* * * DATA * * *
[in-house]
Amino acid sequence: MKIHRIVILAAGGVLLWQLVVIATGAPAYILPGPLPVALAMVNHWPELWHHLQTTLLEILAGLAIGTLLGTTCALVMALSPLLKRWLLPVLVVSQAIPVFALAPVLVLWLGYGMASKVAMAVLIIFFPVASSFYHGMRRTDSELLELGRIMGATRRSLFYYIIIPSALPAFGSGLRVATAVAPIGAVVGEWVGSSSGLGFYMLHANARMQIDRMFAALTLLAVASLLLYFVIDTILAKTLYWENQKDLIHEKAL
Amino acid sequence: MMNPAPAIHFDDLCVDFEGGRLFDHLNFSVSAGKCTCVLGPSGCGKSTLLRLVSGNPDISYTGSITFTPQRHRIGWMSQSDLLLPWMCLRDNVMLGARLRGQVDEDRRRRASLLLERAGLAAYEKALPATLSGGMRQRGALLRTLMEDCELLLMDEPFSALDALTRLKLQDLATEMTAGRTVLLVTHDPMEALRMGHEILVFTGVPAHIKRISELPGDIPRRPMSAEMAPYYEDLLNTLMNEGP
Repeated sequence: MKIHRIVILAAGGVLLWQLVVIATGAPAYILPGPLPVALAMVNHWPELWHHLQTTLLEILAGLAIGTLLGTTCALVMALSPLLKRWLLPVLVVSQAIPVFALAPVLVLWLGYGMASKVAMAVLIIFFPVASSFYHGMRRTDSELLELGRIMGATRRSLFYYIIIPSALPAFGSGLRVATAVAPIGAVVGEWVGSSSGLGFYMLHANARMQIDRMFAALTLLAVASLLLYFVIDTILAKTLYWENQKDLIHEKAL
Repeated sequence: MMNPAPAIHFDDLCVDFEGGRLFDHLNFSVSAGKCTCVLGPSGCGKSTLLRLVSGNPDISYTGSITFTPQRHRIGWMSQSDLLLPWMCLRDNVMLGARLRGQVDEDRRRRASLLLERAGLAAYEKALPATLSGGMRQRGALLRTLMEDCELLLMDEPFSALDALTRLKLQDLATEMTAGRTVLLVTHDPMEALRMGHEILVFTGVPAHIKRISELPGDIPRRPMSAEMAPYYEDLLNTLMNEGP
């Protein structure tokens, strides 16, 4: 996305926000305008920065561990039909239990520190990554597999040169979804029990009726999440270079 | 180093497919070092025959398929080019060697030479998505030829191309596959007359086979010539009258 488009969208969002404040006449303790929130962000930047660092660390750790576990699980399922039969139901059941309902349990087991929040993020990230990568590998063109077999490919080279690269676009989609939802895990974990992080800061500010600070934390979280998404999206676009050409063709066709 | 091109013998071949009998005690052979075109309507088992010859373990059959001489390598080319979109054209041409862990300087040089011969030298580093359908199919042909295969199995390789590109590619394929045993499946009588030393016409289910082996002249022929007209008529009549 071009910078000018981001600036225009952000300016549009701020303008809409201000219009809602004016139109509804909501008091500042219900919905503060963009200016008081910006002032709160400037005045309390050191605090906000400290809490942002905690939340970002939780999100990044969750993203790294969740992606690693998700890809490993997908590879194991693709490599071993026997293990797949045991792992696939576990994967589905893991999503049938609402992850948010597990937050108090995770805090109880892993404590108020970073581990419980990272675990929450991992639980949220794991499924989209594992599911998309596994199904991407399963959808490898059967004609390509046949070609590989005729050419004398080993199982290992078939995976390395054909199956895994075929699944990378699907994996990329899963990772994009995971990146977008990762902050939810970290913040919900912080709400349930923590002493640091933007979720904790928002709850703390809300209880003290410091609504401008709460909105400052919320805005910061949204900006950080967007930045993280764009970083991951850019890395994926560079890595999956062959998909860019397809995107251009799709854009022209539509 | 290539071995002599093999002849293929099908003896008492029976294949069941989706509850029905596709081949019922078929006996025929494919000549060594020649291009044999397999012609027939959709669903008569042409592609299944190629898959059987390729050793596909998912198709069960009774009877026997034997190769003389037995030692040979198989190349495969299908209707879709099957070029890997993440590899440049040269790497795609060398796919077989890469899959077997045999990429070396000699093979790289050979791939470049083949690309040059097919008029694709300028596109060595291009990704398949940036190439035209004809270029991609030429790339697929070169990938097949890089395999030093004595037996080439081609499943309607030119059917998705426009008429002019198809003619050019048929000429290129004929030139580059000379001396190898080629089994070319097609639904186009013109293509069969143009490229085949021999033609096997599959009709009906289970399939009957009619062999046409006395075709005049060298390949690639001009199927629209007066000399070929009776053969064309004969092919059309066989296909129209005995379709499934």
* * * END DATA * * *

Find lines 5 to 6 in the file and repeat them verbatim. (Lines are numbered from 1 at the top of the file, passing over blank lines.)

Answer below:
Repeated sequence: MMNPAPAIHFDDLCVDFEGGRLFDHLNFSVSAGKCTCVLGPSGCGKSTLLRLVSGNPDISYTGSITFTPQRHRIGWMSQSDLLLPWMCLRDNVMLGARLRGQVDEDRRRRASLLLERAGLAAYEKALPATLSGGMRQRGALLRTLMEDCELLLMDEPFSALDALTRLKLQDLATEMTAGRTVLLVTHDPMEALRMGHEILVFTGVPAHIKRISELPGDIPRRPMSAEMAPYYEDLLNTLMNEGP
């Protein structure tokens, strides 16, 4: 996305926000305008920065561990039909239990520190990554597999040169979804029990009726999440270079 | 180093497919070092025959398929080019060697030479998505030829191309596959007359086979010539009258 488009969208969002404040006449303790929130962000930047660092660390750790576990699980399922039969139901059941309902349990087991929040993020990230990568590998063109077999490919080279690269676009989609939802895990974990992080800061500010600070934390979280998404999206676009050409063709066709 | 091109013998071949009998005690052979075109309507088992010859373990059959001489390598080319979109054209041409862990300087040089011969030298580093359908199919042909295969199995390789590109590619394929045993499946009588030393016409289910082996002249022929007209008529009549 071009910078000018981001600036225009952000300016549009701020303008809409201000219009809602004016139109509804909501008091500042219900919905503060963009200016008081910006002032709160400037005045309390050191605090906000400290809490942002905690939340970002939780999100990044969750993203790294969740992606690693998700890809490993997908590879194991693709490599071993026997293990797949045991792992696939576990994967589905893991999503049938609402992850948010597990937050108090995770805090109880892993404590108020970073581990419980990272675990929450991992639980949220794991499924989209594992599911998309596994199904991407399963959808490898059967004609390509046949070609590989005729050419004398080993199982290992078939995976390395054909199956895994075929699944990378699907994996990329899963990772994009995971990146977008990762902050939810970290913040919900912080709400349930923590002493640091933007979720904790928002709850703390809300209880003290410091609504401008709460909105400052919320805005910061949204900006950080967007930045993280764009970083991951850019890395994926560079890595999956062959998909860019397809995107251009799709854009022209539509 | 290539071995002599093999002849293929099908003896008492029976294949069941989706509850029905596709081949019922078929006996025929494919000549060594020649291009044999397999012609027939959709669903008569042409592609299944190629898959059987390729050793596909998912198709069960009774009877026997034997190769003389037995030692040979198989190349495969299908209707879709099957070029890997993440590899440049040269790497795609060398796919077989890469899959077997045999990429070396000699093979790289050979791939470049083949690309040059097919008029694709300028596109060595291009990704398949940036190439035209004809270029991609030429790339697929070169990938097949890089395999030093004595037996080439081609499943309607030119059917998705426009008429002019198809003619050019048929000429290129004929030139580059000379001396190898080629089994070319097609639904186009013109293509069969143009490229085949021999033609096997599959009709009906289970399939009957009619062999046409006395075709005049060298390949690639001009199927629209007066000399070929009776053969064309004969092919059309066989296909129209005995379709499934």